Financial Failings in Europe

By: Grainne Rhuad

With the pomp and circumstance of the English monarchy’s royal wedding done I’m left wondering what on earth are all those gift shops going to do with all the leftover wedding kitsch they created to cash in on the wedding. I mean, how many tea trays can possibly be sold with the royal bride and groom’s poorly replicated faces on them?

Although I’ve never understood the drive to collect things glorifying other people’s countenances I find myself feeling a little sympathetic towards the shop owners who are hawking this shite.  Money must be made off of this wedding somehow, especially given the fact that English tax payers footed the bill for the wedding.

The royal family issued a statement in the weeks leading up to the wedding that they were trying to keep costs down, but just take a look at some of the expenses for this shindig:

Just the cake itself cost $80,000.  Okay, there were probably a lot of people to feed but to put it in perspective that’s approximately $138
a slice.  I don’t know about you, but I paid a grand total of $500 for my wedding cake.

Kate’s dress itself cost $434,000.  To put this in perspective, the average wedding dress of a high end wedding is around $1500.  Also there was absolutely no reason to even purchase a dress, designers were likely clamoring to provide one for free.

No accounting has been made of how much was paid to police and other security that for obvious reasons had to work overtime.  Altogether it is
estimated the wedding cost taxpayers £20 million (that’s 32 million U.S. dollars).  Just think of what sort of social programs could be funded had the couple been married quietly in one of their many palaces without all the pomp.

I bring all this up because England like the rest of the European Union and indeed the world is in a deep recession.  Yet somehow the monarchy managed to sell the world on the uplifting value of a wedding which they would only catch orchestrated glimpses of on the telly.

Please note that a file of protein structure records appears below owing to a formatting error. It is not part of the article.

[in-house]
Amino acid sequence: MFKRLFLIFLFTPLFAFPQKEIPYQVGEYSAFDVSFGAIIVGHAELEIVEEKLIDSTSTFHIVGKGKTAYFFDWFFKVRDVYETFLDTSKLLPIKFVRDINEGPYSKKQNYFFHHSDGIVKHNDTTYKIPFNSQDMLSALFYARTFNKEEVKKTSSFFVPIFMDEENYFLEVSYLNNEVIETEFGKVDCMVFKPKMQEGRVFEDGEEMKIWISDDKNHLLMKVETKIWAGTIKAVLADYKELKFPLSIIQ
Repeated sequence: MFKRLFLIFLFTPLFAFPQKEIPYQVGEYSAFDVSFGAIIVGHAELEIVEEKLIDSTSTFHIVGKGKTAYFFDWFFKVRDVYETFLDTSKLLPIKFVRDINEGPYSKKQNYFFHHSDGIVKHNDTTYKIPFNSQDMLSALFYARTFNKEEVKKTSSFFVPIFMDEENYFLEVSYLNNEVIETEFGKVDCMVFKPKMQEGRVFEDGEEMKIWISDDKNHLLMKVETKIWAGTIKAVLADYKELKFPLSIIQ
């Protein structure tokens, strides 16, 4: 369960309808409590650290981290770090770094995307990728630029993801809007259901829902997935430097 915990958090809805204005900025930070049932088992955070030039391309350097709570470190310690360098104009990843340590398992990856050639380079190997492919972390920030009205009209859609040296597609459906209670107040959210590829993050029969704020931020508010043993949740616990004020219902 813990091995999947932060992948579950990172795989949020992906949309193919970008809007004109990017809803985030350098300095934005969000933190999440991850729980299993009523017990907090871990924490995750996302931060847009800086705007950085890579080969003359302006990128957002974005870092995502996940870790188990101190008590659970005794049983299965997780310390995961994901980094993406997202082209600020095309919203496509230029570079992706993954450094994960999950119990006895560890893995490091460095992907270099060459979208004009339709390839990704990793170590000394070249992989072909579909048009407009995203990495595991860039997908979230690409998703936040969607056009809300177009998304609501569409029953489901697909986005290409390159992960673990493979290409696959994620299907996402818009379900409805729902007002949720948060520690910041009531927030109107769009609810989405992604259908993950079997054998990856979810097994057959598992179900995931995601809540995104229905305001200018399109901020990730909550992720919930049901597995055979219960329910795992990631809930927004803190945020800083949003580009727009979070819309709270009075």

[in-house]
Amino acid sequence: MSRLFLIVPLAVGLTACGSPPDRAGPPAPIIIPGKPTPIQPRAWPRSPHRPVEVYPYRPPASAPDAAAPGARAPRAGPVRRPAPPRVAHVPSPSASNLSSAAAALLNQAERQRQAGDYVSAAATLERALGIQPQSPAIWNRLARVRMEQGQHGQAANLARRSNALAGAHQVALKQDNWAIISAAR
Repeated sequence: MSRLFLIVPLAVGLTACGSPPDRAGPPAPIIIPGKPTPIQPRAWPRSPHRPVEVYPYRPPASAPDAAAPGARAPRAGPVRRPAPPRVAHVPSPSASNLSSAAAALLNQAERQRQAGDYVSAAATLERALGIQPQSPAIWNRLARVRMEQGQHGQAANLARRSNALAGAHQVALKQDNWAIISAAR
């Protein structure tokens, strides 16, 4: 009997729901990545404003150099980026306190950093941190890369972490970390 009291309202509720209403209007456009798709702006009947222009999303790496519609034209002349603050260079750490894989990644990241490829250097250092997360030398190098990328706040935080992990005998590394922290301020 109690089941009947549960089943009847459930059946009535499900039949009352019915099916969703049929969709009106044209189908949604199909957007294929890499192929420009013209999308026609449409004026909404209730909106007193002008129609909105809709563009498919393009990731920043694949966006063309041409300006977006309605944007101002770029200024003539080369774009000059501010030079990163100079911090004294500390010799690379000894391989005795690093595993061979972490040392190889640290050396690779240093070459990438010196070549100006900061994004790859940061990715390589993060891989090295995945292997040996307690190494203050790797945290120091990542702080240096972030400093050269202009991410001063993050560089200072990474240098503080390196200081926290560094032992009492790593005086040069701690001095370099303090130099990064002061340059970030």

Lest we think the U.S. is the only country in a financial crisis right now, it’s important to take our blinders off and understand that the whole of Europe is floundering.  Adding to the problem is the EU, the very institution which was supposedly going to help prevent any European nation having to stand alone.

The EU has its origins in the Coal and Steel industries of Europe which banded together after the Second World War in order to provide stable and fair trade agreements.  Over the next couple of decades this cooperation grew to include food commodities and travel.  Eventually making it possible to travel throughout Europe without passport and culminating in the introduction of the Euro, a universal currency.  After the events
of September 11, 2001 the European Union banded even closer together in order to share information and law enforcement.  Currently the EU boasts 27 member countries.

However the drawbacks to being so closely linked are beginning at this time to show.  With Ireland having been in a long-term state of unrest, the economy was severely impacted and the EU stepped in to help bail them out.  Even still Ireland has not been able to get on its feet and recently the EU had to reduce its interest rates on money borrowed hoping Ireland will be able to pay something of its debt.

Notably three countries have been faltering and in recent years have petitioned for bailout from the EU, Ireland, as mentioned before, also Greece and Portugal.

This has caused tension between cooperating countries, specifically Britain in which Conservative Eurosceptics are looking for a fight. They